Progressive Voice is a biweekly opinion column. The views expressed are solely the author’s.
By Andrew Schneider
“I want to do a job, but I don’t have a babysitter. It’s too expensive.” That was the explanation from one mother about how the scarcity of affordable childcare affected her. In a recent survey conducted by Arlington Thrive, 41% of parents cited the lack of affordable childcare as a barrier to returning to work.
With barely half the capacity to serve children ages 0 to 5 years in Arlington, local childcare providers are simply not able to meet the needs of local families. This inability to access childcare can have a devastating impact on a parent’s ability to work. The resulting economic instability can lead to financial crisis, eviction and families being forced to leave Arlington to raise their families elsewhere.
In Arlington, infant care at a childcare center is more than $24,000 per year — roughly 20% of the median household income of $120,000 in Arlington. For families earning less, childcare costs represent a bigger burden, often requiring them to make hard trade-offs to meet their basic needs. One local parent said that during pandemic-related school closures, some childcare centers were charging more for one day of care than she makes in a week.
Arlington and Prince William have the lowest availability of licensed care in Northern Virginia. A recent study from the Community Foundation of Northern Virginia showed the economic impact of preschool enrollment disparity across income levels and race. Building on their recommendations and others, here are several ideas that could work in Arlington to improve the situation:
- Help match families with openings through a clearinghouse or intermediary.
- Increase the number of licensed providers and spaces by revising restrictive codes in favor of simple regulations that prioritize child health and wellbeing, providing support to programs through the licensing process, working with the faith and business community to identify facilities, and waiving local licensing and permit fees in exchange for fee-reduced spots;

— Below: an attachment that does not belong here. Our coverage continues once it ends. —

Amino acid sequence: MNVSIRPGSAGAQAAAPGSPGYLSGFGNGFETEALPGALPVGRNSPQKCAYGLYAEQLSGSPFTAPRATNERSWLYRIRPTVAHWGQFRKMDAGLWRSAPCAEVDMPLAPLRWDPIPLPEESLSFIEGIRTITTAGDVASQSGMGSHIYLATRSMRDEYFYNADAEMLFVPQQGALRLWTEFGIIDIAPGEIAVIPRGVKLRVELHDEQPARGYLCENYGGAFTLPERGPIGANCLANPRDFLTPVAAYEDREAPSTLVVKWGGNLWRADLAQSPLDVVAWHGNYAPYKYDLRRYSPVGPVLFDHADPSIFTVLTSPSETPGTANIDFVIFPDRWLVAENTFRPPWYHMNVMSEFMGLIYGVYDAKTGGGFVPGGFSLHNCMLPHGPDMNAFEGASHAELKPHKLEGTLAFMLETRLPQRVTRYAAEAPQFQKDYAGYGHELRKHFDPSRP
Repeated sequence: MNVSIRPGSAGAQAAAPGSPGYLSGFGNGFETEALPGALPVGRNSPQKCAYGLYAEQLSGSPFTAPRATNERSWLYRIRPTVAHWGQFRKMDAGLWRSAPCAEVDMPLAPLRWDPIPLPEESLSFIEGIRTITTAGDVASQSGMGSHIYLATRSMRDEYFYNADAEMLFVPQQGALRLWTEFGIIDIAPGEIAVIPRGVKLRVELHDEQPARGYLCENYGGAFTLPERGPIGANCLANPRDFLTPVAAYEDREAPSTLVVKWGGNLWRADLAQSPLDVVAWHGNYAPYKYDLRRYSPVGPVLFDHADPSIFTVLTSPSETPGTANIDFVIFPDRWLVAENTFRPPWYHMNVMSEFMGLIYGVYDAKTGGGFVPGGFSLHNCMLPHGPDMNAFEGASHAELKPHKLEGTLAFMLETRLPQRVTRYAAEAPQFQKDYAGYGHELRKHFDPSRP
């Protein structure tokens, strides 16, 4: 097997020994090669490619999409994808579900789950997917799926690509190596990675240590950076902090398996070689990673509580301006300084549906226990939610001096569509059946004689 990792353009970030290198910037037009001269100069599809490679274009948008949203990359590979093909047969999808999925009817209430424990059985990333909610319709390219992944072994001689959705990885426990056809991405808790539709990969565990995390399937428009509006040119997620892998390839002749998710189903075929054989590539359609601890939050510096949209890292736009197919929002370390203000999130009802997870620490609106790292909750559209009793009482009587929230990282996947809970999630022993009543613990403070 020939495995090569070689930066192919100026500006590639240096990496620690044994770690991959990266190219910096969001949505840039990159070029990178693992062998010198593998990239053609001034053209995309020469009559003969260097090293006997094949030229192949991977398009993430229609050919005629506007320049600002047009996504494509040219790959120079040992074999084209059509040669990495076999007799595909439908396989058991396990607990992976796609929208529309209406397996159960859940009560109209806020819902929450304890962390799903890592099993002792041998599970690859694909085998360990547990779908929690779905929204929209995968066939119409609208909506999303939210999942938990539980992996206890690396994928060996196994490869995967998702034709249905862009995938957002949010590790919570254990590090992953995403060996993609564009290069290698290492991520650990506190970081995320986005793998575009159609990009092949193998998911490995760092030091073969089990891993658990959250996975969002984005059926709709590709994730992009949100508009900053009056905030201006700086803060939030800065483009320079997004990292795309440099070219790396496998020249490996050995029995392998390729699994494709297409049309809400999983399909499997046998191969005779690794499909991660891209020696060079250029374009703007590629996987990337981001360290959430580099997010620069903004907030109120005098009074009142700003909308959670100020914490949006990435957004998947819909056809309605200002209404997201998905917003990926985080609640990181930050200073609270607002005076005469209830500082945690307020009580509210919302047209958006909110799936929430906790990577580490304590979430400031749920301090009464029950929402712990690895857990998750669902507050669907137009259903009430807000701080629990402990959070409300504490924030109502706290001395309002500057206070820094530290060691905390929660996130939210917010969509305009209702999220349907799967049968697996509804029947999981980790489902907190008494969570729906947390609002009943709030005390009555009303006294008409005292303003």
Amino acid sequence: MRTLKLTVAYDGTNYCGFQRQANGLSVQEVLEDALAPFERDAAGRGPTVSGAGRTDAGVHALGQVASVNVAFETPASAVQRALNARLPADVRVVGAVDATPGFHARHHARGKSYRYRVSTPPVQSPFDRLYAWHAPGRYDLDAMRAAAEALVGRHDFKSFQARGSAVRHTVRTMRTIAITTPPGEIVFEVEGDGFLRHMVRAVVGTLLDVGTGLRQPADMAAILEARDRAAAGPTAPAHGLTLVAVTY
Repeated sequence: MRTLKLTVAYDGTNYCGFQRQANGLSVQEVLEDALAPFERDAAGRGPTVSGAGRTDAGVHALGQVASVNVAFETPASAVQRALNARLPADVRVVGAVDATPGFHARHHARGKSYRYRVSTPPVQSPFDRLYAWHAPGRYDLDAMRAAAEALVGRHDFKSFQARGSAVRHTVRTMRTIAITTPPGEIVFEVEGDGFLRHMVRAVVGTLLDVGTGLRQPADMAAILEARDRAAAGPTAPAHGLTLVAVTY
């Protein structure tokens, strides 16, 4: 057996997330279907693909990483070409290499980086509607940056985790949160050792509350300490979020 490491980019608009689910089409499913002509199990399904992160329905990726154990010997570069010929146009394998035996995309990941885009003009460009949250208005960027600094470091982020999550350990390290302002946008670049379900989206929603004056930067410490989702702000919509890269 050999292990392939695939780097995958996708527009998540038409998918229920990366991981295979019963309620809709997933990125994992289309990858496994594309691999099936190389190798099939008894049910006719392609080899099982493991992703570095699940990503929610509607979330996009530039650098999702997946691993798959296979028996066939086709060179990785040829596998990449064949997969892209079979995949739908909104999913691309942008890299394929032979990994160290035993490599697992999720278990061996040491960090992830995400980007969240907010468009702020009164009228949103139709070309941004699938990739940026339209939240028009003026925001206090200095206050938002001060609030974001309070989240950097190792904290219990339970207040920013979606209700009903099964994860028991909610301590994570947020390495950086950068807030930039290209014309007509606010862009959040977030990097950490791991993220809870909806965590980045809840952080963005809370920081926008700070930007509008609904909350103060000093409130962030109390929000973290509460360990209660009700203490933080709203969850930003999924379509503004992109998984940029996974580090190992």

- Improve the overall quality and access to high-quality programs by subsidizing and expanding training and professional development for childcare workers; and
- Provide direct funding subsidies to childcare programs to increase workers’ wages.
Arlington has a long history of innovating to address social challenges. Arlington Public Schools’ Extended Day after-school program was created in the 1970s to help women enter the workforce without having to worry about their children being safe from 3-6 p.m.
More recently, Arlington demonstrated a desire to improve access to affordable, quality childcare. With leadership from County Board Member Katie Cristol, the Child Care Initiative was established in late 2017 and made some progress toward this goal. Earlier this month, under Cristol’s leadership, the County pledged $5 million to develop affordable childcare options in Arlington. This investment will be an essential element in building more childcare capacity with the same innovative spirit that has become emblematic of Arlington.
Because of what we are hearing from the people we serve, Thrive is committed to supporting this issue and developing more long-term solutions. We are identifying successful models from around the country that might have some applicability to Arlington.
The availability of affordable, safe and enriching childcare options is linked to the economic health of Arlington. Without more childcare options in Arlington, families will face harsh realities as to whether they can remain in our community. For these reasons, we hope to engage our neighbors, nonprofit partners, funders, county leaders and others in thinking about childcare solutions comprehensively for children ages birth through 14.
Won’t you join us in this work to expand access to high quality childcare and enrichment opportunities? Solving this problem will go a long way in reducing financial crisis, and improving opportunity for all in Arlington.
Andrew Schneider was born and raised in Arlington County and has served as the Executive Director of Arlington Thrive since March 2016. He is the incoming chair of Arlington’s Continuum of Care, Co-Chair of the Arlington Interfaith Network and host of Arlington Voices on WERA.
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